Making Time in the Classroom for Read-alouds

Reading aloud to my students is my favorite part of our daily routine.  I like to think it is also my students’ favorite part of the day. When I pull out our latest book, a silence descends upon our classroom.  They are on the edge of their seats, ready to begin!  Throughout the year, our read-alouds bring us closer as a class.  We laugh together and sometimes we even cry together.  (Reading Marley: A Dog Like No Other as a class was an experience like no other!)

When I mention read-alouds to most other middle grade teachers, I am usually met with a look of amazement.  “How do you have time?” they ask.   It’s not always easy- I’m the first to admit it.  In this day and age of shortened class periods and little wiggle room, it can be difficult finding time to share books.  But it is worth it.  The time I spend with my class during read-alouds fosters a strong sense of community along with modeling my own love of reading while sharing various genres with my students.  Reading aloud to my students is the #1 way that I encourage my students to read!  

Read-alouds are usually an integral part of the day for elementary school students, but the practice dwindles as students enter the intermediate and middle grades.  However, this is also the time when students begin to set aside books for video games, computer time, and various social activities.  While these are also important parts of growing up, modeling our own love of reading can foster the joy of reading in our middle school students.  So how can classroom teachers make time for read-alouds?  

1) Establish a regular routine– I share our read-aloud each day at the end of reading or writing workshop.  Our schedule is different each day, because of specials and assemblies.  But my students know that read-aloud will happen each day and they know it will be our wrap-up.  My read-aloud time is written into my lesson plans each week- nothing complicated, just a simple box with the title of our current book.  But this ensures that I include it each day.  Are there times when I don’t fit it in?  Of course.  But I make the effort each day.  And I am successful 90% of the time.

2) Choose books that you enjoy- This is so, so, so important!  Your students will be able to tell immediately if you aren’t enjoying the time you spend reading aloud.  And if you aren’t enjoying it, neither will they.  Share classics that you enjoyed as a child.  Or new favorites!  What you read isn’t nearly as important as the enthusiasm you share with your class.  Your passion will be contagious!  And when you are passionate about the book your are reading together, making time to share it will come naturally.  It won’t seem like a chore.  And your students will be begging you to read more.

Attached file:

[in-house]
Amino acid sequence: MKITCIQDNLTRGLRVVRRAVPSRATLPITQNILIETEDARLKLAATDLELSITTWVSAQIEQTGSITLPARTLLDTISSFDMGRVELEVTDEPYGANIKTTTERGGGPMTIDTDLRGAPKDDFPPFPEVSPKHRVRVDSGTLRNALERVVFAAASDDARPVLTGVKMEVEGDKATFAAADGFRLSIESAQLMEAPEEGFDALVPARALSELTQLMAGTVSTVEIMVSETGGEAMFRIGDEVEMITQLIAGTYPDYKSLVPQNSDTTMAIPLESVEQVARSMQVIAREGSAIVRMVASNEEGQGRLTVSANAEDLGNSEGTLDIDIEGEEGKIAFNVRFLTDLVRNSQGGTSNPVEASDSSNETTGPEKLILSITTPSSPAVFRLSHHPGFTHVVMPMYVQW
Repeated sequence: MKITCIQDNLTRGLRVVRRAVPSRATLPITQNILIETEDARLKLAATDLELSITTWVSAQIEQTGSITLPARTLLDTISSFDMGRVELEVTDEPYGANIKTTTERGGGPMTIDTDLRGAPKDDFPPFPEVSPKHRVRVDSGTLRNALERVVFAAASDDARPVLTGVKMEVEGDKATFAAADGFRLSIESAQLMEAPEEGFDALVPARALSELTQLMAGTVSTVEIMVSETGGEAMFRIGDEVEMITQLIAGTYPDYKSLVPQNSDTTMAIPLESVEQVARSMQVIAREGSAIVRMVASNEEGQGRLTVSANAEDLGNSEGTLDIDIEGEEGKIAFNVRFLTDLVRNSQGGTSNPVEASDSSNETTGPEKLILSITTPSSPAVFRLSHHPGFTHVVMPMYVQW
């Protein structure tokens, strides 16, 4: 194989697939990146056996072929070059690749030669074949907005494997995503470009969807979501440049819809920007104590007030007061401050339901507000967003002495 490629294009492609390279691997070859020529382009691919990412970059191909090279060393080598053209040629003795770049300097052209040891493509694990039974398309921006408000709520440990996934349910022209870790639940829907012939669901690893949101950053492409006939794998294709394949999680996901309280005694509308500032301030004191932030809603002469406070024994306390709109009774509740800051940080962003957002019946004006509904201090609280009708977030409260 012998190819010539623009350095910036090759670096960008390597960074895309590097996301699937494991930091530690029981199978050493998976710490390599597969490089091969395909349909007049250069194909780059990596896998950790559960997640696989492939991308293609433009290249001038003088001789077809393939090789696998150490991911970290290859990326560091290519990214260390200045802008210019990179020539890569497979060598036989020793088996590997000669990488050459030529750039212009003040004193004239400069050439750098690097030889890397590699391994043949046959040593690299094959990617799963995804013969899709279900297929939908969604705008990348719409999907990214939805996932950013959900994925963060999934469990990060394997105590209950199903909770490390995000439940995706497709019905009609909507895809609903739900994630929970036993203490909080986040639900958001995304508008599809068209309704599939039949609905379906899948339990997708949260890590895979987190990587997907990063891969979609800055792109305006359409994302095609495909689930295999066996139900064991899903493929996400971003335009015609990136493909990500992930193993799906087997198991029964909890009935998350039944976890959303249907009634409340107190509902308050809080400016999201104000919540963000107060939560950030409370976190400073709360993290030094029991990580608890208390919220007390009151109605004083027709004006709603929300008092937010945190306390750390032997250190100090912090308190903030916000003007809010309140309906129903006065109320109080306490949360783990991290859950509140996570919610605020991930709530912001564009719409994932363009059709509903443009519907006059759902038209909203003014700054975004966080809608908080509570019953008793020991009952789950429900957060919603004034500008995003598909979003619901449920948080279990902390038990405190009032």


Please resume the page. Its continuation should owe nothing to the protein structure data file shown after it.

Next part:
3) Make connections to your read-aloud throughout the day and the course of the year–  In my classroom, we have a bulletin board where we hang up copies of the covers of books we read as a class.  Throughout the year, we refer to our past read-alouds whenever possible.  As a class, we have a group of common texts that helps bring us together.  I try to read a variety of genres, so that the students can draw on these books during various units of study throughout the year.  It’s a great way for the kids to come together and share a common pool of knowledge!  In this day and age of less time and stricter curriculums, making connections ties your read-aloud into your day and year.  It becomes an integral part of your classroom routine.

4) Read aloud books that connect with various parts of curriculum– In middle school, teachers are usually specialists in their subject area.  Because of this, we sometimes forget about the other content areas.  A class read-aloud can be an opportunity to bring content area reading into the language arts classroom, or language arts into the content areas.  Science teachers can read novels with scientific or environmental plot threads- Carl Hiaasen’s books are a great example.  Social studies and history teachers can choose from a plethora of historical fiction!  

These are just a few of the ways that I make time for reading aloud in my classroom.  Reading aloud with my students is honestly my favorite part of the day.  In fact, I am signing off now to go through my pile of possible read-alouds to begin this week.  We just finished our current book, Drums, Girls, And Dangerous Pie. Choosing our next book is always extremely difficult because there are so many great books to choose from!  It will take me a few days to narrow it down, but in the meantime I will share picture books and short stories with my students.  No matter what, we always share read-aloud time together!

*Be sure to check out the rest of today’s posts on the Share a Story – Shape a Future blog tour, hosted by Terry Doherty at Scrub-a-Dub-Tub, the Reading Tub blog.

22 Responses

  1. Great list! I agree that our own enjoyment of a book is key when choosing a book to read aloud to our students. This is a good test; a book I enjoy is more likely to respect and inspire my third grade listeners.

  2. Thanks for sharing how you make “reading aloud” work in the classroom. I believe that reading aloud gives teachers the opportunity to teach more standards and skills than any one single activity simulteneously. I encourage all teachers reading this to try it. If your child is in a classroom where read aloud doesn’t happen, ask if you can be a weekly “read aloud” guest in the classroom.

    The Literacy Ambassador